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Biocatalytic fabrication of fast-degradable, water-soluble polycarbonate functionalized with tertiary amine groups in backbone.
Biomacromolecules 2010; 11(10):2550-7B

Abstract

Degradable polymers with specifically designed functionality have wide applications in biomedical fields. We reported herein the synthesis and characterization of a water-soluble and fast-degradable polycarbonate, functionalized with tertiary amine groups in the backbone. A novel cyclic carbonate monomer, namely, 6,14-dimethyl-1,3,9,11-tetraoxa-6,14-diaza-cyclohexadecane-2,10-dione (ADMC)(2), was synthesized and polymerized to provide the title polycarbonate [poly(ADMC)] via Novozym-435 lipase or tin(II) 2-ethylheaxanoate [Sn(Oct)(2)] catalyzed ring-opening polymerization (ROP). Novozym-435 lipase exhibited high activity toward the ROP in terms of molecular weight (M(n)) and monomer conversion, whereas the attempt with Sn(Oct)(2) failed. In the presence of molecular sieves-4 Å, the highest M(n) value of 1.2 × 10(4) g/mol was obtained in toluene with an initial monomer concentration of 0.58 M at 75 °C in the presence of 10 wt % of Novozym-435 to the monomer. Parameters that influence the polymerization, including reaction temperature, enzyme concentration, monomer concentration, and solvent composition, were investigated systematically. The resultant data suggested "living" characteristics for this enzyme-catalyzed polymerization, and the "living" feature seemed independent of the lipase concentration. The polymerization conducted in mixed solvents (toluene/isooctane) showed that product M(n)s were heavily dependent on the solvent composition. Poly(ADMC) was demonstrated to be amorphous by DSC technique. The obtained poly(ADMC) was found to be soluble in most of the organic solvents and interestingly in H(2)O as well. In vitro hydrolytic degradation of poly(ADMC) as monitored by GPC indicated the degradation was a relatively fast process. HPLC-ESI/MS and (1)H NMR analyses demonstrated that N-methyl diethanolamine was the main product after degradation. Poly(ADMC) presented low cytotoxicity toward human cervix carcinoma (HeLa) cells and hepatoblastoma cells (Hep G2), as demonstrated by MTT assay.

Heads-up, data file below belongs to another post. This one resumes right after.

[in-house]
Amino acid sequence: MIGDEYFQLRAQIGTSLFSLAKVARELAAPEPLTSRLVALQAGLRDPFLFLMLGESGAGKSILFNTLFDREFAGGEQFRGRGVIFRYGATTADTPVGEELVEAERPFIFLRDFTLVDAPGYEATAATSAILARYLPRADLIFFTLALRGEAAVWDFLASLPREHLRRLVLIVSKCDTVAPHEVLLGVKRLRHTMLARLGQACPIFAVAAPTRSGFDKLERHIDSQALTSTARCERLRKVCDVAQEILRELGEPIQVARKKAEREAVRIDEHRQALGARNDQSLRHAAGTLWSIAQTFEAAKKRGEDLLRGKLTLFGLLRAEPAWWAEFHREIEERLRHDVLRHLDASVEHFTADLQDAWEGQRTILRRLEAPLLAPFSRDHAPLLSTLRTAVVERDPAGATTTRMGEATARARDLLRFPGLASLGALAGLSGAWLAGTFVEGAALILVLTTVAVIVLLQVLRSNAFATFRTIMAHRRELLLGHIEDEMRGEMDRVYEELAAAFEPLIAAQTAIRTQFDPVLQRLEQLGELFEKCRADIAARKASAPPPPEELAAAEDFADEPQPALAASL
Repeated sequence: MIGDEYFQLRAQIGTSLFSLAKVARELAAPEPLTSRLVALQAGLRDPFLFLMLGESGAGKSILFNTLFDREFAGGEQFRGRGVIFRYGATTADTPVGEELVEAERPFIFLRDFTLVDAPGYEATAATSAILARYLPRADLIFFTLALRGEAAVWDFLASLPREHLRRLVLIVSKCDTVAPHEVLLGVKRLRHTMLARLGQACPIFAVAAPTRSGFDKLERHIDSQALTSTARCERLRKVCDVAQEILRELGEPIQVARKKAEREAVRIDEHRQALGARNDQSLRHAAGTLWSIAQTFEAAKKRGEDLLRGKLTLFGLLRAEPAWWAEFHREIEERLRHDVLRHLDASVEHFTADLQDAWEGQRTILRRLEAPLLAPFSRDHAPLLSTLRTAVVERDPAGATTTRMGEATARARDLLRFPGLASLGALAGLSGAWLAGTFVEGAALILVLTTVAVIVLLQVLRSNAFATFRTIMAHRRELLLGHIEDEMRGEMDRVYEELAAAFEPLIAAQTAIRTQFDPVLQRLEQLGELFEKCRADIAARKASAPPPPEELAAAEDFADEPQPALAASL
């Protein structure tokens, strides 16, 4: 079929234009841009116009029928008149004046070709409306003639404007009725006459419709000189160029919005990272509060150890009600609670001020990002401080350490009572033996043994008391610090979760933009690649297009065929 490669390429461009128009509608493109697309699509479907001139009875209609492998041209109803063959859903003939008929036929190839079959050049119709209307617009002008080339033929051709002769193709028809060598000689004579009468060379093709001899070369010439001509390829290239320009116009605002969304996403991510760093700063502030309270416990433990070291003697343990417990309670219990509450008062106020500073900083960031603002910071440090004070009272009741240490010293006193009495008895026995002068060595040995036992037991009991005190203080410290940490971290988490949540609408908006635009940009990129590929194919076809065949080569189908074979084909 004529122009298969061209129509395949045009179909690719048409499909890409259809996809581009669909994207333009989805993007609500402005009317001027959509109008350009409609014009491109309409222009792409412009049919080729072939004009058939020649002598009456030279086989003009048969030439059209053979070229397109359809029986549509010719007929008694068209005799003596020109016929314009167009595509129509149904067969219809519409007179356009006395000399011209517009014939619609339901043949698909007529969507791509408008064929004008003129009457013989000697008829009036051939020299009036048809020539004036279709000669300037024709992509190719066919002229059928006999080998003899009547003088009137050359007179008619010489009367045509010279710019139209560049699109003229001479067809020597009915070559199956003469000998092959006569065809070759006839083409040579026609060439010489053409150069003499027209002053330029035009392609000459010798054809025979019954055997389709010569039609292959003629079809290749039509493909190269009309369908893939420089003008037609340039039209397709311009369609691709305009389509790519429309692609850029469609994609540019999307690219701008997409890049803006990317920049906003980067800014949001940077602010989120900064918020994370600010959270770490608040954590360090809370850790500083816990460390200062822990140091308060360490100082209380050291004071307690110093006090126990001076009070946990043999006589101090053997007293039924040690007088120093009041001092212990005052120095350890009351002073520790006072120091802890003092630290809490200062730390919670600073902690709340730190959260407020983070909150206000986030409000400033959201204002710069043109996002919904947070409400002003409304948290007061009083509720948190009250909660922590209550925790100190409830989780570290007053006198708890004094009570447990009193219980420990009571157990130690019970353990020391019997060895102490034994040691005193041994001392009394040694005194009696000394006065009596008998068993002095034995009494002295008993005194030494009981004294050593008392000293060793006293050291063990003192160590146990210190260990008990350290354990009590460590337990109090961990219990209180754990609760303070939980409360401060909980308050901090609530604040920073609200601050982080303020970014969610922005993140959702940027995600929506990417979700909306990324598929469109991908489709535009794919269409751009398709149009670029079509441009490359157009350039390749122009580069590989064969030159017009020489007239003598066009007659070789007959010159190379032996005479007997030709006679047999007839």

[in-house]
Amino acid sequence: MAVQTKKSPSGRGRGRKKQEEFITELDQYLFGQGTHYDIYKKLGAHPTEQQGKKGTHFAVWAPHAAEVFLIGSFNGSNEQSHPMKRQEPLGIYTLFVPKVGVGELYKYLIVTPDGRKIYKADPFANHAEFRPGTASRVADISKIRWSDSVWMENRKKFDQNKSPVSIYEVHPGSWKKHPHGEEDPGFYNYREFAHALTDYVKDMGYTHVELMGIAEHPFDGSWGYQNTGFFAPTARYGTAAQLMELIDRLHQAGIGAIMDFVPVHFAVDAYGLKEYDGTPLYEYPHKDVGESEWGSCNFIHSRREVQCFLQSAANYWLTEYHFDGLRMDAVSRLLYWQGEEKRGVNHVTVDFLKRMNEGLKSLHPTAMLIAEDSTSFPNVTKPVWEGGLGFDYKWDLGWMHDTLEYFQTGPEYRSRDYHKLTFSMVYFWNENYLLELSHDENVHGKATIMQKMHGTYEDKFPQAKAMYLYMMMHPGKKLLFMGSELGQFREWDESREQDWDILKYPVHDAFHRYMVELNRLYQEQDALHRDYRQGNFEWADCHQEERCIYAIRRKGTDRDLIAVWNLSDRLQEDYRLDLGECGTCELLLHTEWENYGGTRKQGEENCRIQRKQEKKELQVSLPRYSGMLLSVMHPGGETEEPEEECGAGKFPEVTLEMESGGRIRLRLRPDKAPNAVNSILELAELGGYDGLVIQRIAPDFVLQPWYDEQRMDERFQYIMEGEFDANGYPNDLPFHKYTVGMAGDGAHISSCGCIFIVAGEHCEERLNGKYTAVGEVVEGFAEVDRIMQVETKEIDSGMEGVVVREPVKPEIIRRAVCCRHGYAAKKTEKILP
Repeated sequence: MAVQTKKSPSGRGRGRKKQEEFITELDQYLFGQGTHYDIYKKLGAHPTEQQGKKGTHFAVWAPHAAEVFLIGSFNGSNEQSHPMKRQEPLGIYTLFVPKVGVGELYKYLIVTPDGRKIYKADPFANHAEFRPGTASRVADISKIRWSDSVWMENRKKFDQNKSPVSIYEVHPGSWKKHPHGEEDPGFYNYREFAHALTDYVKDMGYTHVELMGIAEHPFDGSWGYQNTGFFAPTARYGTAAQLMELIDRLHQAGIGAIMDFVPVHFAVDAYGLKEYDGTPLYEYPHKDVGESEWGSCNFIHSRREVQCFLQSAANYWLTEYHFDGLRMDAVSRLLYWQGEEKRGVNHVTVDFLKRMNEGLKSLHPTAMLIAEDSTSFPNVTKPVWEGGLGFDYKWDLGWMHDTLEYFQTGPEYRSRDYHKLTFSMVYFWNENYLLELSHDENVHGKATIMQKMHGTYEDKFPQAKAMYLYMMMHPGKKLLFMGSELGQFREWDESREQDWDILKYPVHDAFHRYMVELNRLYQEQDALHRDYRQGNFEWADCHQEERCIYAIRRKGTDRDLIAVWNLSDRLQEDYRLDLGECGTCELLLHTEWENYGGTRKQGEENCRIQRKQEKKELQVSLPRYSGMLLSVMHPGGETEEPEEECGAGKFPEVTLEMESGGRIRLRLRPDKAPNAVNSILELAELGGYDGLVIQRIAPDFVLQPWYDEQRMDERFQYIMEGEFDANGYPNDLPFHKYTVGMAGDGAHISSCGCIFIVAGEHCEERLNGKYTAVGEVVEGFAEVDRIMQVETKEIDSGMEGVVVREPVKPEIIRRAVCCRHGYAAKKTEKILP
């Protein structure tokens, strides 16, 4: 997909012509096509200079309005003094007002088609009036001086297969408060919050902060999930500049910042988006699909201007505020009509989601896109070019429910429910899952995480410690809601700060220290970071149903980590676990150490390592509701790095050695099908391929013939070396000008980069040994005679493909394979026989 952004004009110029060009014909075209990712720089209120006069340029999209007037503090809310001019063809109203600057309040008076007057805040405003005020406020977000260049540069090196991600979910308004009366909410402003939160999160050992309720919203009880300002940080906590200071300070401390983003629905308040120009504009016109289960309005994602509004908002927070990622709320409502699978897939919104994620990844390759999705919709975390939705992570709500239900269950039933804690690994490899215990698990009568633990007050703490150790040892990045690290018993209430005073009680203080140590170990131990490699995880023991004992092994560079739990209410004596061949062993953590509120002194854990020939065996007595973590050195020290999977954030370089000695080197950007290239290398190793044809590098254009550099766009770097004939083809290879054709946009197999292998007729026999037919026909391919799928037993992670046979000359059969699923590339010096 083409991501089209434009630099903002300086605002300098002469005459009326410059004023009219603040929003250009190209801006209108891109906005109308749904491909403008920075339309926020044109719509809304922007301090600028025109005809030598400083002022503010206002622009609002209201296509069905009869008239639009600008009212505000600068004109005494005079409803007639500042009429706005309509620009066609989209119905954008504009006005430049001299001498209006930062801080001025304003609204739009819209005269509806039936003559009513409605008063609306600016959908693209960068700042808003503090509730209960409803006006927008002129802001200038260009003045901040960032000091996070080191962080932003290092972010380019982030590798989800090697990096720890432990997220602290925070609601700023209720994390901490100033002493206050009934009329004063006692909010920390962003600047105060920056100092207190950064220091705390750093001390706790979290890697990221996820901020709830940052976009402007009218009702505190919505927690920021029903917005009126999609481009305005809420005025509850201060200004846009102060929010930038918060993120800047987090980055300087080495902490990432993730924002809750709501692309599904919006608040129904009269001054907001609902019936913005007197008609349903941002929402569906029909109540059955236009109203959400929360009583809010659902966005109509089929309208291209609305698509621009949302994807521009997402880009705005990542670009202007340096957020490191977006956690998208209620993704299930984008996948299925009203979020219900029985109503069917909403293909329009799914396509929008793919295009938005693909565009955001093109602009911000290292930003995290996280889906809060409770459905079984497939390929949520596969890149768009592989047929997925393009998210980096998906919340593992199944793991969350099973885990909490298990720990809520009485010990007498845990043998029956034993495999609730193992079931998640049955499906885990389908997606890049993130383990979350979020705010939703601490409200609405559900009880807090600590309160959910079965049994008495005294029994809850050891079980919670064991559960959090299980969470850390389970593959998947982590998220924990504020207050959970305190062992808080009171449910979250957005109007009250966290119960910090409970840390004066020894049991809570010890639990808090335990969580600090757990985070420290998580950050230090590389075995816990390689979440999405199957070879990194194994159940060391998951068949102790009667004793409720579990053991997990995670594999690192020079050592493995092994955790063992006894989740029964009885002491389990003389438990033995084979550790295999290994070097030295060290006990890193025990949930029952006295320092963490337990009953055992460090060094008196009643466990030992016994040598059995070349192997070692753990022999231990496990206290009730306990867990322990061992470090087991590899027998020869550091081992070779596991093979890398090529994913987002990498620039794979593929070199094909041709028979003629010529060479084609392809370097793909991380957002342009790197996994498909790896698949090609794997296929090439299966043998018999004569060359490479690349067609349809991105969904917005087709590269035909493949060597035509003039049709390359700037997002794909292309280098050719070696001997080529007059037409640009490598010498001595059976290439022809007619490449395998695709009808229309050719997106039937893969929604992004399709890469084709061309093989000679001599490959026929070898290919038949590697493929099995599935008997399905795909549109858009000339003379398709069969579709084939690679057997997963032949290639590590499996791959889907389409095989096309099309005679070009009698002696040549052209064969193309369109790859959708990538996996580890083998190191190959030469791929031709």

Authors+Show Affiliations

Key Laboratory of Biomedical Polymers (The Ministry of Education), Department of Chemistry, Wuhan University, Wuhan, Hubei, China.No affiliation info availableNo affiliation info availableNo affiliation info availableNo affiliation info available

Pub Type(s)

Journal Article
Research Support, Non-U.S. Gov't

Language

eng

PubMed ID

20836520

Citation

Wang, Hua-Fen, et al. "Biocatalytic Fabrication of Fast-degradable, Water-soluble Polycarbonate Functionalized With Tertiary Amine Groups in Backbone." Biomacromolecules, vol. 11, no. 10, 2010, pp. 2550-7.
Wang HF, Su W, Zhang C, et al. Biocatalytic fabrication of fast-degradable, water-soluble polycarbonate functionalized with tertiary amine groups in backbone. Biomacromolecules. 2010;11(10):2550-7.